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Cruise ship reaches port after losing power, evacuating passengers

Mar 24, 2019 09:54 AM

Helicopters responded to Viking Sky off Norway after a mayday from the vessel in heavy seas

Nearly 1,400 passengers and crewmembers on board Viking Sky were being evacuated on Saturday after the ship lost engine power.

Courtesy The New York Times

Nearly 1,400 passengers and crewmembers on board Viking Sky were being evacuated on Saturday after the ship lost engine power.

(MOLDE, Norway) —  A cruise ship with nearly 1,400 passengers and crewmembers reached port Sunday after losing engine power a day earlier in heavy winds and 25-foot seas, prompting an hours-long helicopter evacuation, The New York Times reported.

The evacuation of the ship, Viking Sky, began around 2 p.m. local time and stretched through the darkness into the early morning Sunday. More than 890 people — 436 passengers and 458 crewmembers — were left on the 47,800-ton ship as it struggled back to Molde, a coastal town in western Norway, after some of the engines were restarted. On Sunday at about 4:30 p.m. local time, after some six hours of traveling at sea with one tugboat in front and another in the rear, the vessel docked.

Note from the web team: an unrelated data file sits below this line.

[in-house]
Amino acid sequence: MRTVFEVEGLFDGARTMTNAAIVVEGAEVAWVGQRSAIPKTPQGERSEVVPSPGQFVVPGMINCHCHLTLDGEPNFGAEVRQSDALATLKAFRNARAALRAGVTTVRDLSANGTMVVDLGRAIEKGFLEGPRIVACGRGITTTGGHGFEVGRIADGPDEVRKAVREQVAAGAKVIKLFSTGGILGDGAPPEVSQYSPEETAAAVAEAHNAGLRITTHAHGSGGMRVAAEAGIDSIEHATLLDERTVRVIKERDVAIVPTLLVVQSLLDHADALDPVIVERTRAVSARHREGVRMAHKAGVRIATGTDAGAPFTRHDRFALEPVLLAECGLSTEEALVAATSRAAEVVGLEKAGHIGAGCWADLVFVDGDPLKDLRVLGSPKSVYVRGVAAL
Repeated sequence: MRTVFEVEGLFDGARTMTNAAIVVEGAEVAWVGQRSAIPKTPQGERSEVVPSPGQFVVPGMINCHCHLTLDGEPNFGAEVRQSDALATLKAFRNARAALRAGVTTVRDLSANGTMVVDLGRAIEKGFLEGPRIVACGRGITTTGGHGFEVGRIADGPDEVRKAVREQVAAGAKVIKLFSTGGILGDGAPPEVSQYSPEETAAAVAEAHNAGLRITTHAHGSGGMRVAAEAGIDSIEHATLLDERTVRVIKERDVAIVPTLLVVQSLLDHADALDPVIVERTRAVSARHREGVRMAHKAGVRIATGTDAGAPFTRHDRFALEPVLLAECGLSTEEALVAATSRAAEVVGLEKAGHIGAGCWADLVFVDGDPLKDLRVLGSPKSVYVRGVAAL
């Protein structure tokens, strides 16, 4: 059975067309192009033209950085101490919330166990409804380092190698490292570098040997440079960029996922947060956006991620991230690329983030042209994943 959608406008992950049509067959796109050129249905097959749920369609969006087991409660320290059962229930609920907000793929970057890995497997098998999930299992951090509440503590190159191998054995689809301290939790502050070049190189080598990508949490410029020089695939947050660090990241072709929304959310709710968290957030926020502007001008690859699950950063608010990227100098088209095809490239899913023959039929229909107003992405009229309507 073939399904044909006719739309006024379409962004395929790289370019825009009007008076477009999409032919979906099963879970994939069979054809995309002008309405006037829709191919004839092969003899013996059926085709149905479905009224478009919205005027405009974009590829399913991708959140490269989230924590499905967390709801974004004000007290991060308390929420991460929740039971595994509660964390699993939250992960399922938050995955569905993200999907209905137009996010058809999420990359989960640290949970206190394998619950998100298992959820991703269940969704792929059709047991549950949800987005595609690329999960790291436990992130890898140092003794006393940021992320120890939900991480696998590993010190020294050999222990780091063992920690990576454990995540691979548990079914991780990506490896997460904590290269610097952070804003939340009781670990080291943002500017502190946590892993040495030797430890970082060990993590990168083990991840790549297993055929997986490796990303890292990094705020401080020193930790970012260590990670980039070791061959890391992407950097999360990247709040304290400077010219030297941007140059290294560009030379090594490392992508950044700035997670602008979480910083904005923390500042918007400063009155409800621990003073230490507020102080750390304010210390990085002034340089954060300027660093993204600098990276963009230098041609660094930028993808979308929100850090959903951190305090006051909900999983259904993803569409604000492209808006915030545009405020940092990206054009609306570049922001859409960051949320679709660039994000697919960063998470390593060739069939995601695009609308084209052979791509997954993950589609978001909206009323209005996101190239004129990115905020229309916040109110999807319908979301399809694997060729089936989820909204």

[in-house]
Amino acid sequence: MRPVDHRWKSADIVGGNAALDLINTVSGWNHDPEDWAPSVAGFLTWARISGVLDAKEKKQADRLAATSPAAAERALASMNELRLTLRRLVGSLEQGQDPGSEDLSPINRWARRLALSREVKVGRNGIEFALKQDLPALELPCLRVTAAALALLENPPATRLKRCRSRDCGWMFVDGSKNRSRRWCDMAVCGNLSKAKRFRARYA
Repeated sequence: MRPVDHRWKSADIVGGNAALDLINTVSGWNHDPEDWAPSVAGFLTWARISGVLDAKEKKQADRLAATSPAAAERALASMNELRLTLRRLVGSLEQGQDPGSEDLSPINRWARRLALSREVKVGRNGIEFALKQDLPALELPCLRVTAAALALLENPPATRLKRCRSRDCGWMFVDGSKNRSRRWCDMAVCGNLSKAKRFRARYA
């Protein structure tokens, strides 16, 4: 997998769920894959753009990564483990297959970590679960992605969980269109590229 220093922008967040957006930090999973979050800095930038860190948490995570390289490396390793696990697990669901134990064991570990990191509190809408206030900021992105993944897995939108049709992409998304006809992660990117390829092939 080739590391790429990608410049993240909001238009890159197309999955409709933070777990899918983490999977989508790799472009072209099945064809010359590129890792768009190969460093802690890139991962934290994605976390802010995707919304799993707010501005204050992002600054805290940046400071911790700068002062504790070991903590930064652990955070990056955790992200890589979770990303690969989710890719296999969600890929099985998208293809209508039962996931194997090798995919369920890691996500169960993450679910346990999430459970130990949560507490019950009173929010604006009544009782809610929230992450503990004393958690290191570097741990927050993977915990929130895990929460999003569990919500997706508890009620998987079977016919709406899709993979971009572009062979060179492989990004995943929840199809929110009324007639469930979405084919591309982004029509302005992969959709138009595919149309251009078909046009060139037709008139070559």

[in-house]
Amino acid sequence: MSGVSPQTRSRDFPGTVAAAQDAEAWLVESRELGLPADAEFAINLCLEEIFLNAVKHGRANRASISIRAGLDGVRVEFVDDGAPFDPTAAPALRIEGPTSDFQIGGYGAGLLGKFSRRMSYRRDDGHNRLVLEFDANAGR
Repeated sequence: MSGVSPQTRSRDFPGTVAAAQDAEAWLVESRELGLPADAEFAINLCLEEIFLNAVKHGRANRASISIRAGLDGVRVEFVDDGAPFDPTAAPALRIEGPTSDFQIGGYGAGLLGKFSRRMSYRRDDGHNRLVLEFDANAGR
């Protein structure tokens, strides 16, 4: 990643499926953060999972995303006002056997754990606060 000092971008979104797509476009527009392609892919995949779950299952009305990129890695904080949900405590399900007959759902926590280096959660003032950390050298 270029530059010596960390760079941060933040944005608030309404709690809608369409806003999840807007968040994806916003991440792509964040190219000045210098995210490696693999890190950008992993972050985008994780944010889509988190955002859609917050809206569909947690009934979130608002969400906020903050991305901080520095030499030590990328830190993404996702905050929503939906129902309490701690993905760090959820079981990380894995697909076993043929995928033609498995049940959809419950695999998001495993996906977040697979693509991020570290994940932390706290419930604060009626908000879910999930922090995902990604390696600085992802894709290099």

When helicopters reached the ship, rescue personnel were lowered to remove passengers by winch one at a time, in wind speeds of more than 45 mph. Filled with 10 to 15 people, the helicopters then returned to land. Hundreds of other people wearing life jackets waited on board in a scene captured by photos and videos shared on Twitter.

The images showed Viking Sky listing. Water could be seen rushing onto the ship and furniture sliding from one side to another.

“The people on board the ship are safe, though it’s not a pleasant cruise for them any longer,” said Per Fjeld, a spokesman for the rescue center. “Those who are on the ship, there’s no real hurry. They are not in any danger or anything like that.”

The crew on the ship, which was traveling from Tromso to Stavanger in Norway, sounded a mayday around 2 p.m. local time near the city of Molde. Fjeld said that at that time, only one of the ship’s four engines was working.

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